Archivos de Diario para mayo 2021

17 de mayo de 2021

Herping Away the Pandemic: The 2021 Herping Season

Field herping, or the act of searching for reptiles and amphibians in the wild, has been one of my favorite outdoor activities every since my first survey with the Southwestern Herpetologist Society. Reptiles and amphibians are just such beautiful animals and the intimate knowledge of their life histories that is required to find many of them makes this process so much more rewarding than other forms of wildlife watching. In 2019, I decided to conduct a personal field project all on my own while working on my undergraduate degree at UC Santa Barbara in order to learn how to find wild reptiles and amphibians in Santa Barbara and what conditions were most suitable for different species. The 2019 and early 2020 seasons were very productive and taught me a lot about field herping and herp biology. Unfortunately, the middle of 2020 season was interrupted by the coronavirus pandemic. I was forced to leave campus and move back in with my parents. Although I was able to make a few trips back out to Santa Barbara to collect data that season, I was mostly restricted to the Western Los Angeles County area where I live. This forced me to broaden the scope of my project from a focus on Santa Barbara to Coastal Southern California more generally. This transition also resulted in me finding a bunch of new sites to look for herps, although the herping season had ended before I found most of them. As a result, I prepared and waited for the 2021 season to arrive.

Now, as the 2021 season draws to a close, I can say that the wait was worth it. Both as part of my study and just for fun, I did more herping and saw more herps this year than I have ever done in one season. The weather was not optimal this year, with comparatively little rain and extreme temperatures for Spring, and yet I still saw more than ever before. What rain did fall was enough for chorus frogs and slender salamanders to be found in oak woodlands. I was also able to find my first Monterey Ensatinas, a species that is very spotty in its distribution in Southern California. Thanks to a few sites in particular, I was able to find dozens of gophersnakes and rattlesnakes, including some very unusually patterned and colored individuals. Unfortunately, several of my encounters with rattlesnakes this season were close calls, so I will be meditating on those experiences in preparation for future expeditions. I also found several nightsnakes this year, a species that I have not seen many of. Skinks and alligator lizards were found in great numbers as usual, but I was also able to find them in new places. Despite the dry weather, I found a decent number of Ringneck Snakes this season, including some of the most beautiful ones I have ever seen. This season was also my personal record for the most kingsnakes in one season, with three of them being striped-phase kingsnakes that I found in San Diego County. Additionally, I spent a decent amount of time walking creeks this season and have become much more experienced in looking for Pacific Chorus Frogs, California Tree Frogs, Two-striped Gartersnakes, and California Newts in such habitats. Other amazing finds for this season included a black-headed snake, a legless lizard, a striped racer, a whiptail feeding on a jerusalem cricket, my first arboreal salamander, and a rattlesnake feeding on a pocket mouse.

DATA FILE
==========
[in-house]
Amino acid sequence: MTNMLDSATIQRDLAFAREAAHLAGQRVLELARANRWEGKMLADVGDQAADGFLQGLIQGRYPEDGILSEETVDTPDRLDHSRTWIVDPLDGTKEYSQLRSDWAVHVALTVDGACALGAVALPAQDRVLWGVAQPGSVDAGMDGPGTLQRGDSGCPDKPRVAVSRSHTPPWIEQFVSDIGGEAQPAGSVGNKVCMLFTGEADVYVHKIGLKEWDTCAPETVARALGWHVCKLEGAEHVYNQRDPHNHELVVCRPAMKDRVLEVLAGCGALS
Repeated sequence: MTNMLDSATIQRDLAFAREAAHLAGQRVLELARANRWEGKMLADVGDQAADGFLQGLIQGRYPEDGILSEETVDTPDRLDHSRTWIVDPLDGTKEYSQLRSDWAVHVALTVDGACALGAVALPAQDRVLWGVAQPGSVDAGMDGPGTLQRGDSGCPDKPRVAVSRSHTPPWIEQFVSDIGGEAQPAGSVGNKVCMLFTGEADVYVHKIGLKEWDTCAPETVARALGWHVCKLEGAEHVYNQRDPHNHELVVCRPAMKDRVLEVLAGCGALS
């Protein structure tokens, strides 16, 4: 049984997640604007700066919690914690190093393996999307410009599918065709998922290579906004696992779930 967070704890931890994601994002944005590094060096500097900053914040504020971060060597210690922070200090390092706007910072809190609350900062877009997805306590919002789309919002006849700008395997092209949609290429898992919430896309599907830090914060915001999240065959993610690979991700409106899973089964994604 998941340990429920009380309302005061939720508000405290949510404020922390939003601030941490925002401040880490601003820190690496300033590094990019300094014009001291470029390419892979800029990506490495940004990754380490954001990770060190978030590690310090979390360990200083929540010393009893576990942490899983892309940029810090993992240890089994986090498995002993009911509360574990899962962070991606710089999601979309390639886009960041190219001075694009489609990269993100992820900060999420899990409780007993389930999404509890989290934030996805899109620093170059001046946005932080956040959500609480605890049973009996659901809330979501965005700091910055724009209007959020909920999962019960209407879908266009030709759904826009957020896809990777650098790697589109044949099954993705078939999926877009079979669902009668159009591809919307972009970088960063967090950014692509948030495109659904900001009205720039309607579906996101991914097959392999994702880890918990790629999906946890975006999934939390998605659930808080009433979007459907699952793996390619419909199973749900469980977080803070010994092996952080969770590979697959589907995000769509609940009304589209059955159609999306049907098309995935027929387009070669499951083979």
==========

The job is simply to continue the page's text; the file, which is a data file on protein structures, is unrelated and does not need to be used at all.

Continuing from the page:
With the exception of finding Western Toads, I saw every species I wanted to see this season and then some. It was an amazing experience and I will not forget it, as it is probably the only season of Coastal California Herping that I will ever be able to experience as fully. I learned so much from all my encounters and I can't wait to reflect back on these experiences again when I finalize my project in 2022.

Anotado en 17 de mayo de 2021 a las 05:49 PM por tothemax tothemax | 38 observaciones | 5 comentarios | Deja un comentario

Archivos